The Cholderton Flock was founded by Henry Charles Stephens in 1890 and by 1911 the combined total of ewes and tegs had reached 2,772 with 562 rams being registered. The sheep were folded on a variety of root crops over the winter with vetches or sainfoin and grass leys providing the summer grazing. The sheep were tended by fourteen shepherds.

About this time, the Estate was visited by Professor A Hall. In his ‘Pilgrimage of British Farming’ he records that the fame of the flock had “gone forth into all lands”. He was also impressed by the excellence of the wheat and barley grown in rotation following the sheep.

Cholderton sheep have taken prizes at shows all over the South of England, recording their first win at the Royal Show in 1904 with a two-shear ram.

Captain L Edmunds took over the flock in 1919. Upon his death in 1975, Mr Maurice Flower wrote: “For many years he had been a keen and able supporter of our breed, carrying on to ever greater heights at shows and sales. The famous flock was one of the first to be registered. At the present day the flock has the largest number of sheep of any in the breed”.

The ownership of the flock passed to Henry Edmunds in 1975 and he has since concentrated on maintaining the numbers and quality of this outstanding breed.

Today there is growing recognition of the superb quality and flavour of Hampshire Down Lamb. Her Majesty the Queen has recently formed the Windsor Flock of Hampshire Downs, partly from the purchase of ewe lambs from Cholderton. These ewes are providing lambs for the Windsor Estate farm shop.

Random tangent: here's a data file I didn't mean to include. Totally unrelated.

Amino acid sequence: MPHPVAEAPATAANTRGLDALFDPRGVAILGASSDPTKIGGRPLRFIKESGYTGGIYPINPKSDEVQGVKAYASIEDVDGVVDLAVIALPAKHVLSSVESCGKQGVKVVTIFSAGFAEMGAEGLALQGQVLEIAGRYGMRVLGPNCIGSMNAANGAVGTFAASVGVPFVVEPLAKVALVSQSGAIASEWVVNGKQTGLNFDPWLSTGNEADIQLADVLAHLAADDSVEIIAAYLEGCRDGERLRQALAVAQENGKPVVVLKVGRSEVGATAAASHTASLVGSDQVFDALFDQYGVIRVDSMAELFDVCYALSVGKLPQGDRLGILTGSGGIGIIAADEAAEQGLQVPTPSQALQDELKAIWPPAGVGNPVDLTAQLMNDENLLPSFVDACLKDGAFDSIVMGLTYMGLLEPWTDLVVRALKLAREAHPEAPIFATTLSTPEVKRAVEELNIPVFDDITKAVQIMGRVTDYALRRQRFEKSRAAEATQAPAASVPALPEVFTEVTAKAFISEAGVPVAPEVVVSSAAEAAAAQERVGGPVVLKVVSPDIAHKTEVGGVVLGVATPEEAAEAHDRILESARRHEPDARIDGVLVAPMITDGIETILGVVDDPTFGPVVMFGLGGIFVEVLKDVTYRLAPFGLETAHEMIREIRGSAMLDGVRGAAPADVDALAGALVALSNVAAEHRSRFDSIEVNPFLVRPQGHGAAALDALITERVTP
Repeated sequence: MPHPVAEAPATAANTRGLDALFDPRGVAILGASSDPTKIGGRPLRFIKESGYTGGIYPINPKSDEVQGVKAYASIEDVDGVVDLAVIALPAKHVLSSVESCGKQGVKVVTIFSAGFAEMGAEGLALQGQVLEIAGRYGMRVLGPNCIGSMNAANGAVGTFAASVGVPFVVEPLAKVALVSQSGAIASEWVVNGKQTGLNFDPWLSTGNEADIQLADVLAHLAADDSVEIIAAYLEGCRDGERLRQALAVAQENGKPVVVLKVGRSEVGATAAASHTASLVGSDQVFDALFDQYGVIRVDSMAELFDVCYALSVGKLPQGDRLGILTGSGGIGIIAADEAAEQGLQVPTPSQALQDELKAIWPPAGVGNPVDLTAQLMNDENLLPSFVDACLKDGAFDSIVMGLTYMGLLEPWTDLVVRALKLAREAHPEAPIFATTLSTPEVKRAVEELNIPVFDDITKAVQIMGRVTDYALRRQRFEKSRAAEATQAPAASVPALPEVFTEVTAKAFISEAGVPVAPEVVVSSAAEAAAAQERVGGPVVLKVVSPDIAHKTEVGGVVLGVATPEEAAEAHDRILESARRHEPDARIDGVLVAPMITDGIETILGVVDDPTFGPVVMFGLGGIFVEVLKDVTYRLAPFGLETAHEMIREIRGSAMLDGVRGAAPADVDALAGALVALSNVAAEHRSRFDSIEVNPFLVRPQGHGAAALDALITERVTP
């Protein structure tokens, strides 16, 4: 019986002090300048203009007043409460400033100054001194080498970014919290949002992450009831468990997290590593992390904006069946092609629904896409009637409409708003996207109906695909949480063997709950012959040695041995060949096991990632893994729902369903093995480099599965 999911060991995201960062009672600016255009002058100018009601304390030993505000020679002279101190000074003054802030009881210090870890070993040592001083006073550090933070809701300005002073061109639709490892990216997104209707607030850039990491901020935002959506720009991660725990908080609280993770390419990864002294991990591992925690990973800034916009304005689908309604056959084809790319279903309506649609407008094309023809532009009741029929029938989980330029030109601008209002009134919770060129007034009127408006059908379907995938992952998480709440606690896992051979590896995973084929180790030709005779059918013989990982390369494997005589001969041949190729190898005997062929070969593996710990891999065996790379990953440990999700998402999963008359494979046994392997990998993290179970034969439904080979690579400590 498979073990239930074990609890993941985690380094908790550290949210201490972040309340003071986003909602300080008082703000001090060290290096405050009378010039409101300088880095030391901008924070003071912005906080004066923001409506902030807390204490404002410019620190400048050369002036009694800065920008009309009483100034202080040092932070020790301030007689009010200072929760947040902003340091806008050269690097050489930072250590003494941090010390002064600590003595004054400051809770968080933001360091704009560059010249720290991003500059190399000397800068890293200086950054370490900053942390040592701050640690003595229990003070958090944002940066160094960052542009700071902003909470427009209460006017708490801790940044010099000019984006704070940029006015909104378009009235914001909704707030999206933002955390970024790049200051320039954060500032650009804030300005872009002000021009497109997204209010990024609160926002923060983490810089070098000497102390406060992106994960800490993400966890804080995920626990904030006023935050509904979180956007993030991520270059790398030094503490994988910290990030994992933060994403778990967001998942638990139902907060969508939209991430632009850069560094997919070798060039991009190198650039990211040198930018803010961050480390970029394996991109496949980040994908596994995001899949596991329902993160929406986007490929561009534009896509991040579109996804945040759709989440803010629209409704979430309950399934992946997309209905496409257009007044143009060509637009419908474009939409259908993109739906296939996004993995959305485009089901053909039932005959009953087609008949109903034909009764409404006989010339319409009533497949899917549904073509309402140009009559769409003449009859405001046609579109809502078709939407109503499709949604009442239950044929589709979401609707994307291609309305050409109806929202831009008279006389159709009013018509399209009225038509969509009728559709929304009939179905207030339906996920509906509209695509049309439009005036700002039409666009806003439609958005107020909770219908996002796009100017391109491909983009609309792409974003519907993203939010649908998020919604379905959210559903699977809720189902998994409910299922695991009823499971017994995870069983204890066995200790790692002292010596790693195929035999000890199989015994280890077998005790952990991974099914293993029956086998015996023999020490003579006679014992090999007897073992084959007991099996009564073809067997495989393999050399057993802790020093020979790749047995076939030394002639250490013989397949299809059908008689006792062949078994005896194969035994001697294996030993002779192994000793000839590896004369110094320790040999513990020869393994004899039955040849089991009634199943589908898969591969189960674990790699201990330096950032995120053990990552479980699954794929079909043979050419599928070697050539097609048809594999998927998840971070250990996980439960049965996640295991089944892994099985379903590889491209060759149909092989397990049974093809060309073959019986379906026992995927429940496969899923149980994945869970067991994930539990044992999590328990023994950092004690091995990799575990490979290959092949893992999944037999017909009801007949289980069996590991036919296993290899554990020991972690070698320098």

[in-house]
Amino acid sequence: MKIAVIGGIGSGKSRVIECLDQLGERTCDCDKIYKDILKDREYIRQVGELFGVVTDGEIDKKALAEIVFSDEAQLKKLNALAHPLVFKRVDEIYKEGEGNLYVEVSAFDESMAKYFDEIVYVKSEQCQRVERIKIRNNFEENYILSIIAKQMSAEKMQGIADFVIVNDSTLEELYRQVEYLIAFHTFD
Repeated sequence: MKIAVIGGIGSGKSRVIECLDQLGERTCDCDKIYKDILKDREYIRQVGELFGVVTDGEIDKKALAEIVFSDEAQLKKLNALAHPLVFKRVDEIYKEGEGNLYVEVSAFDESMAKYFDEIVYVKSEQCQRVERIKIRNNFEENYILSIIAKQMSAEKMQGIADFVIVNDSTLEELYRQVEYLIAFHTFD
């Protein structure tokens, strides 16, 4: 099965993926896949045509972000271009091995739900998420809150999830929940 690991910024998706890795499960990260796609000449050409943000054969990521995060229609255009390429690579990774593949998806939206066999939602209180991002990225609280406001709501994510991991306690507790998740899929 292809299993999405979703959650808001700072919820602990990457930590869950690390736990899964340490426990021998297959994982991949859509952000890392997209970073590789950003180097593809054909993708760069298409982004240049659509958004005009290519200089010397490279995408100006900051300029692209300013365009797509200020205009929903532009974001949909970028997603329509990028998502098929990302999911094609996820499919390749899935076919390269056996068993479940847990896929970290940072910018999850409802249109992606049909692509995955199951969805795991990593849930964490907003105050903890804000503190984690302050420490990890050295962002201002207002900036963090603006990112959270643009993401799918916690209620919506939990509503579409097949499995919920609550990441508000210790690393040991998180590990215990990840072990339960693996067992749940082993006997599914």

A leading supermarket has expressed the desire that half of all the lambs that it sells from 2004 onwards will be by a Hampshire Down Ram.

Certainly we are witnessing the swinging of the pendulum where quantity and price are not the only production criteria. The quality and flavour of the Hampshire Down are proving to be pre-eminent.

The Cholderton Flock is therefore not only representative of the epitomy of quality in the British sheep industry, but also a testament of the rural history of Hampshire and Wiltshire when the sheep ruled supreme and the shepherd was the Master of the Farm.

Cleveland bay horses

It is for the Cleveland Bay horses that the Estate is best known. The Cholderton Stud was created in 1885, when the breed was already threatened by cross-breeding. Henry Stephens believed the Clevelands were the perfect horses for carriage work as they were strong, agile and uniform in colour and size. They were also used as the Estate’s workhorses until mechanised power took over. The Cholderton Stud remained on the Estate as purebred horses, and have economic value again as stock that can be sold.

A detailed history of the Cholderton stud

The founder of Cholderton Stud was Henry Charles Stephens. At his Finchley home Mr Stephens had a stable block for twelve horses, where he kept some of his Cleveland Bays for driving to and around London. He also owned the 5,000 acre estate at Cholderton where he put into practice his theories on ‘scientific farming’, the estate being run along the lines of an agricultural research farm.

In 1885, a year after the Cleveland Bay Horse Society came into being, Mr Stephens purchased ‘Ryedale Lass’ bred by William Jackson of Kirkby Moorside, to become his foundation mare. Mr Stephens gave John Lett of Scampston, near Malton a free hand to purchase on his behalf the best stock available. He bought ‘Beauty’ bred by John Pearson, ‘Madam’ bread by John Welford and ‘Countess of Salton’ bred by Christopher Wood.

‘Lucks All’ purchased from John Welford became the principal stallion for a number of years. ‘Wellington’, foaled in 1897, became one of the most famous stallions. There were fifty six pedigree Cleveland Bays registered before the Cholderton prefix came into being in 1897 with the registration of ‘Cholderton Duke’.

At the end of the century there was a brisk export trade and many Cholderton horses were sent to South Africa and North America. Classes at the Royal and Great Yorkshire shows were well filled and many championships won by a number of Cholderton horses over the years. At about this time, Frank Coombs was a stud groom at Cholderton and he recorded that many horses of the heavy breeds, including Suffolks, were used as well as Cleveland Bays; but experience soon showed that the Clevelands were best for farm work.